It’s no wonder she has adopted a distanced stance toward regular, short-lived humans, seeing them as “smoke” that blows away, or “mayflies” that exist only briefly. They’re just distractions, playthings for her to mock, or rob, or even slaughter.
Sometimes the Doctor also veers into the territory of seeing people at this distance. (We’re reminded of the index cards Clara made him consult a few episodes ago to remind him how to interact with people, and her absence in this episode is felt acutely.) Me, therefore, proves an excellent foil for him. The early scenes of them sparring are a delight to watch, tense and scary and tinged with the utter despair of two people who have both known too much loss to comprehend.
But then that despair rises to the surface, and all the steam goes right out of the episode.
First, Me begs the Doctor to take her on as a companion—she’s so tired of living a slow eternity here on Earth and wants to experience the freewheeling eternity of his life. But the Doctor refuses, later quite reasonably explaining that she is the opposite of what he needs in a companion, and he is not what she needs either. “We need the mayflies.” Regular people, people who have to value everything about life because it is so fleeting, keep them grounded, stop them from always looking down at the world from up in the clouds.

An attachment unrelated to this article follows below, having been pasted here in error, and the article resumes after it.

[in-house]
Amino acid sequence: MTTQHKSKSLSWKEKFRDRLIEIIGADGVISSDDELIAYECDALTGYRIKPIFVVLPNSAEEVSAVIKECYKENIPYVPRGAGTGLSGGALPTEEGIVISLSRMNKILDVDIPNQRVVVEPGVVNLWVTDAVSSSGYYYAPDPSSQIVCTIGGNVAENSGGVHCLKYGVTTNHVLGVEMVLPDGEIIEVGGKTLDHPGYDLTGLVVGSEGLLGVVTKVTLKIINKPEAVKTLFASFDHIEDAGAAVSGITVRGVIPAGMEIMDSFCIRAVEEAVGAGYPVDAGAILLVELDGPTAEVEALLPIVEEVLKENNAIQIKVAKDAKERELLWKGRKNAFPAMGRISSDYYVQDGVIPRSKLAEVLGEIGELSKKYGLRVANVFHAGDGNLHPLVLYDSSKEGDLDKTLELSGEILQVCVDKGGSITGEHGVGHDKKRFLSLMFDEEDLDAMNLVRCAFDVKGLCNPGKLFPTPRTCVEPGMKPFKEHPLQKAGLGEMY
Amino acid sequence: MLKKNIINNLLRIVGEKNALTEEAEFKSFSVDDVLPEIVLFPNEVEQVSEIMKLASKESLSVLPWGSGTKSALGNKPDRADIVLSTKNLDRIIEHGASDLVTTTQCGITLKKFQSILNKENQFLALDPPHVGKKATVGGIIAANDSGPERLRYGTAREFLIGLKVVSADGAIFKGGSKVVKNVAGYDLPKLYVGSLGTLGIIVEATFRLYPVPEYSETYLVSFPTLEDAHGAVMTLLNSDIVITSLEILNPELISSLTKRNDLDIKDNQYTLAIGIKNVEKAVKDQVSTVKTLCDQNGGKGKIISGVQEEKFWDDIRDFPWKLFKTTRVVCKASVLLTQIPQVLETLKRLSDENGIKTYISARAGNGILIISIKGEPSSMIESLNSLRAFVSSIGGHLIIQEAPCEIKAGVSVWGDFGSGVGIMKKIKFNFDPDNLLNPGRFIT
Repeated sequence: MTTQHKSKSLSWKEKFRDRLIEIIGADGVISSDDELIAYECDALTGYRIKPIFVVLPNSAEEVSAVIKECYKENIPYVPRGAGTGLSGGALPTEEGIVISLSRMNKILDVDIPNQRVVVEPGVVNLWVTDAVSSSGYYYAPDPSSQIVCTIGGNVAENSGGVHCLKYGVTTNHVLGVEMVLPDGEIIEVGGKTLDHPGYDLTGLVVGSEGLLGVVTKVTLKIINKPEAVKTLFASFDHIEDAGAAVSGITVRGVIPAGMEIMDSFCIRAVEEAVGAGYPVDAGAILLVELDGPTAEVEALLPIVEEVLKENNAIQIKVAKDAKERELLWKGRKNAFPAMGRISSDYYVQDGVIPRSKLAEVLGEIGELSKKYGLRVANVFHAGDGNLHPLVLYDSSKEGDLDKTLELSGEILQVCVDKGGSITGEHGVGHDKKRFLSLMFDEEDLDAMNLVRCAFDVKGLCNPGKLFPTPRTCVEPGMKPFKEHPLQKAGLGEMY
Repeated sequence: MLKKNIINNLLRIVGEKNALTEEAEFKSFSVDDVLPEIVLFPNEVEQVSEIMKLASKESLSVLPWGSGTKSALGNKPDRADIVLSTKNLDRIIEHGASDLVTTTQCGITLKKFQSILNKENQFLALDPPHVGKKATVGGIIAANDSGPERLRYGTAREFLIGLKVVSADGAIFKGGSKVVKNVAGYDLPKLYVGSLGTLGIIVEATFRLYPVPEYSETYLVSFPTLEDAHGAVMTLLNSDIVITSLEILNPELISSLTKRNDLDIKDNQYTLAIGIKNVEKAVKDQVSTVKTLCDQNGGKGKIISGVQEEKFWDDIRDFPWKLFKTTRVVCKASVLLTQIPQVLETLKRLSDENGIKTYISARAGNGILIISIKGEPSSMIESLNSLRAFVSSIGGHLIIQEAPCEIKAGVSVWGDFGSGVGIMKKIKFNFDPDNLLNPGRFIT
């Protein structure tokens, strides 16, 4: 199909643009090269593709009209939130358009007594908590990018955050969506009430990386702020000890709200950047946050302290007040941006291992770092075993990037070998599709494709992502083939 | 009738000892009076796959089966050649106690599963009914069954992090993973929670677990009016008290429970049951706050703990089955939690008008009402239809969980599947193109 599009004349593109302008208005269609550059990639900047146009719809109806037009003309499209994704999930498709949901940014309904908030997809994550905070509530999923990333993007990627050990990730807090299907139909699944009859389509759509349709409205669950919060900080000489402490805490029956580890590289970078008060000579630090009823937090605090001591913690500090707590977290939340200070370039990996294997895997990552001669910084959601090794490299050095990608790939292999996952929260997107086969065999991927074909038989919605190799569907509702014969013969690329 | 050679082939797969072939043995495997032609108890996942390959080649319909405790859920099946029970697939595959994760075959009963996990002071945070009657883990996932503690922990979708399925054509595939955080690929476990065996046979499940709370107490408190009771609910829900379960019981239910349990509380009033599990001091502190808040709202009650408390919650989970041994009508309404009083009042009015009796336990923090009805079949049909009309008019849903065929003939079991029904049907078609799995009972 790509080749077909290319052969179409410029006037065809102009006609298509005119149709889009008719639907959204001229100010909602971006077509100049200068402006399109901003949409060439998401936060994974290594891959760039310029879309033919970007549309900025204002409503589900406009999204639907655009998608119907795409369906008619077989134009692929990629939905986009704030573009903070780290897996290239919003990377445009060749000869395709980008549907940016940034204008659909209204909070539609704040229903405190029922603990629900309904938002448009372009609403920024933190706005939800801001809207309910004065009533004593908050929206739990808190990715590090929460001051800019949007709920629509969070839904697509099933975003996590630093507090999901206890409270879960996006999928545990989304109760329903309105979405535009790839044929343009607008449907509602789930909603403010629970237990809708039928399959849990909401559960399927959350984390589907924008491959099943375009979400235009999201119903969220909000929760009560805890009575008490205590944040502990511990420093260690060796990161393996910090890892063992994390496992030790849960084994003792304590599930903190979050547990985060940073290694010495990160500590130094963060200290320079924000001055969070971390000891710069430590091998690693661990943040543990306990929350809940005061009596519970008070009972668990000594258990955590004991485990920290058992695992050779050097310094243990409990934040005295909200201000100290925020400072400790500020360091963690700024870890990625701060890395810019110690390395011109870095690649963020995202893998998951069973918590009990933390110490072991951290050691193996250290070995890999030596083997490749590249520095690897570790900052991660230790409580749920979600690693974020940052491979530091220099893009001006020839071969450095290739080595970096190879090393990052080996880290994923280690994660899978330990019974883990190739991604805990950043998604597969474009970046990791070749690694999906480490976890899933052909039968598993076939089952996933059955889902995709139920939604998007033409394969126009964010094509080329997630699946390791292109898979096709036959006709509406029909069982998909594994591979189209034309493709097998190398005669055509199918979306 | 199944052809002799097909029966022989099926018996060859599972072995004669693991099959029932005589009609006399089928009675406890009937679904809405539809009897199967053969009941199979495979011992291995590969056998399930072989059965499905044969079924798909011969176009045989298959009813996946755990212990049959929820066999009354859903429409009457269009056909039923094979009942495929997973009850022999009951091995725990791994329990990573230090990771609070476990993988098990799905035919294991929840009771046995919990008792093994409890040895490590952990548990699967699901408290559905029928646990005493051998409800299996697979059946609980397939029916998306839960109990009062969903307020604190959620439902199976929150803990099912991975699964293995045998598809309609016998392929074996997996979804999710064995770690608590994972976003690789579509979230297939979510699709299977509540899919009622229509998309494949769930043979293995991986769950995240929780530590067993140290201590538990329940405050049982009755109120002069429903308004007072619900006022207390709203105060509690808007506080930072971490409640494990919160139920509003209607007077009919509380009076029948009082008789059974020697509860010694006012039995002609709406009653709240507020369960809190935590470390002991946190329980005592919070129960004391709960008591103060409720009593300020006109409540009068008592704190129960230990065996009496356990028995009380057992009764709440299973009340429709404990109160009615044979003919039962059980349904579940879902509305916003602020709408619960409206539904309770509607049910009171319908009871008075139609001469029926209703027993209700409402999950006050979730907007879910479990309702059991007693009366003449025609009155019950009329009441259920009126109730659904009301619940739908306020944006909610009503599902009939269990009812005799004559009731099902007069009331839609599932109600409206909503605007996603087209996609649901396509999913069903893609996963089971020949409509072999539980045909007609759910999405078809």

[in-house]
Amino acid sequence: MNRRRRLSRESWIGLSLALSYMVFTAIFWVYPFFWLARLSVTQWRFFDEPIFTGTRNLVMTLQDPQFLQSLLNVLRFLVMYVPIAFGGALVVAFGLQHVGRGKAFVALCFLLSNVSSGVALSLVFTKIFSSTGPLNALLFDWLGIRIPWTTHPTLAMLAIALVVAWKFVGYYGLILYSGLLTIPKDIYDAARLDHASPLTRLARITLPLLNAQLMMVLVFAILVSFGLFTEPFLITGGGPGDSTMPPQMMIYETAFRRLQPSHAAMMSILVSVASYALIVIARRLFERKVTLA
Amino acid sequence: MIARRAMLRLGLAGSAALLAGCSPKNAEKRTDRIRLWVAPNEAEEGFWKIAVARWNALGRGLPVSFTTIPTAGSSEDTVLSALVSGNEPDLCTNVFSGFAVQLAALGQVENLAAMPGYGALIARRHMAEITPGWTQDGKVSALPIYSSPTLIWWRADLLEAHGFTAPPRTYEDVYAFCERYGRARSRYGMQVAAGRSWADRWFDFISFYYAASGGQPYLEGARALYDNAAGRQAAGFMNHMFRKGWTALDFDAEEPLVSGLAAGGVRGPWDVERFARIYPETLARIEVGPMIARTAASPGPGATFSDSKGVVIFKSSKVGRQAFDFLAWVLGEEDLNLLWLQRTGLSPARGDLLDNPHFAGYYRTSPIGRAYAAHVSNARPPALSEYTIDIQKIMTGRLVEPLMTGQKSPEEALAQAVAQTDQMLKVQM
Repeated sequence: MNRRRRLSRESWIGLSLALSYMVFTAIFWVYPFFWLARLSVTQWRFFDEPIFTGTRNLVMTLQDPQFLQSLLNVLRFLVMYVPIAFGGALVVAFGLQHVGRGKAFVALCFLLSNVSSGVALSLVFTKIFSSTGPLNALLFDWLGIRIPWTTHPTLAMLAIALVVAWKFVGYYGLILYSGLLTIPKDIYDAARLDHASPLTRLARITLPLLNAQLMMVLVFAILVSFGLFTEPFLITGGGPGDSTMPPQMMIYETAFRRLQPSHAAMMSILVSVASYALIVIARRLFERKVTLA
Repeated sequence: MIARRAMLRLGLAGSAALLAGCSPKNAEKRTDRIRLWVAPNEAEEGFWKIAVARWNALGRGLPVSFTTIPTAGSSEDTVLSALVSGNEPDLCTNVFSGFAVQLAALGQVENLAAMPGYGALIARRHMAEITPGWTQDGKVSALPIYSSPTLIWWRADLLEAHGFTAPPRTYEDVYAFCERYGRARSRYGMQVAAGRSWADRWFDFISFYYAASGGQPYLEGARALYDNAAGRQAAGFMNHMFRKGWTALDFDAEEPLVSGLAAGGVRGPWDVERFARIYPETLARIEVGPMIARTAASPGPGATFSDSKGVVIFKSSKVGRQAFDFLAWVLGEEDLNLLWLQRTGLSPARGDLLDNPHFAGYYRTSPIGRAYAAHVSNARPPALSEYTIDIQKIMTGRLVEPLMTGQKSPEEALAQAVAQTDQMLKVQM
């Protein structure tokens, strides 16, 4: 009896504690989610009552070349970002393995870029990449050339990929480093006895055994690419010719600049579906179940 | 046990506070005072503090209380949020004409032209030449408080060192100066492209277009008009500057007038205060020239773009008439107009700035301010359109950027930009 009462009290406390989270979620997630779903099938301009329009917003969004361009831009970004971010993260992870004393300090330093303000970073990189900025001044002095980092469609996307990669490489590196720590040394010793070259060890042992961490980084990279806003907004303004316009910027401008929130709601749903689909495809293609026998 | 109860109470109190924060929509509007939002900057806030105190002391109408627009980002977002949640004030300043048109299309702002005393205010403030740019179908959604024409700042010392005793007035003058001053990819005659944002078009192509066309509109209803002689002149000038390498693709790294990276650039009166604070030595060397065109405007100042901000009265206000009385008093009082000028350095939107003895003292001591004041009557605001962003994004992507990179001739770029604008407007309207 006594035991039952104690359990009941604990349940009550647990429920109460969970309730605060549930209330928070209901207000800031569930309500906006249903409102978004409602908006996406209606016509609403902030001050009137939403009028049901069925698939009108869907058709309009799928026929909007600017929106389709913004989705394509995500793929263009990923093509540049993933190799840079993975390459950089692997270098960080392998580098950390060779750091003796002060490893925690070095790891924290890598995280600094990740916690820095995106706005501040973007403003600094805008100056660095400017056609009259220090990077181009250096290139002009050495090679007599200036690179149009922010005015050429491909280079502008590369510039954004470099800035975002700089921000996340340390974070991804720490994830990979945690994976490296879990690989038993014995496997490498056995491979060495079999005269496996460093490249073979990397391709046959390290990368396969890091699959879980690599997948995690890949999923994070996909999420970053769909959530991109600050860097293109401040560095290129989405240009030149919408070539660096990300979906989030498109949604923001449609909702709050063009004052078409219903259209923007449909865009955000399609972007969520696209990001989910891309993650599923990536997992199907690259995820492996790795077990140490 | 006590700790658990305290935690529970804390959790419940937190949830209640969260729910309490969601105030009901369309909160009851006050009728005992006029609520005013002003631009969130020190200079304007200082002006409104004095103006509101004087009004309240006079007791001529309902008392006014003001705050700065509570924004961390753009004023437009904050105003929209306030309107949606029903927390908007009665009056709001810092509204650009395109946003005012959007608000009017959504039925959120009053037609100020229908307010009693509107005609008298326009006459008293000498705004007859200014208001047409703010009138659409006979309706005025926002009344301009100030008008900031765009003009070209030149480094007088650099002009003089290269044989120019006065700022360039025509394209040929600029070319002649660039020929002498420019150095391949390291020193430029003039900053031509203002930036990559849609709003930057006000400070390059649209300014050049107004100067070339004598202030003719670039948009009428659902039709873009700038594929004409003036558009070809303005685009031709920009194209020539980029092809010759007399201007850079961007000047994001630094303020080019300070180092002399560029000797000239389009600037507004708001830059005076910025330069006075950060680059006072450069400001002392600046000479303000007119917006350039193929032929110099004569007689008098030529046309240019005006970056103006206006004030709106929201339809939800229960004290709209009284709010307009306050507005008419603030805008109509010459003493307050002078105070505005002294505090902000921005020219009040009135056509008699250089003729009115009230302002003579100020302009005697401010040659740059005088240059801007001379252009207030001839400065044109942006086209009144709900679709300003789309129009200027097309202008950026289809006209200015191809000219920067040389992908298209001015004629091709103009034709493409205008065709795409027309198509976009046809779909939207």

But before this argument is made, she reveals the plot she’s been secretly hatching all episode: If the Doctor won’t take her away, she’ll run off with another alien instead, the lion-faced Leandro from the planet Leonis. And if you think the name is over-the-top bad, you should see the mask. Doctor Who has its fair share of cheesy monster designs, but this one’s particularly goofy, like a Muppet lion you might have seen in one of those Jim Henson retellings of folk stories.
And the plan itself is equally simplistic and dumb. Me and the Doctor have stolen an amulet that is really an interstellar transporter, but it needs a death to open a portal. So they attend a hanging, which the condemned man and the Doctor try to delay with an impromptu comedy routine (literally, gallows humor). So Me steps in kills him herself—but Leandro was actually playing her, and the portal is bringing his conquering army to Earth.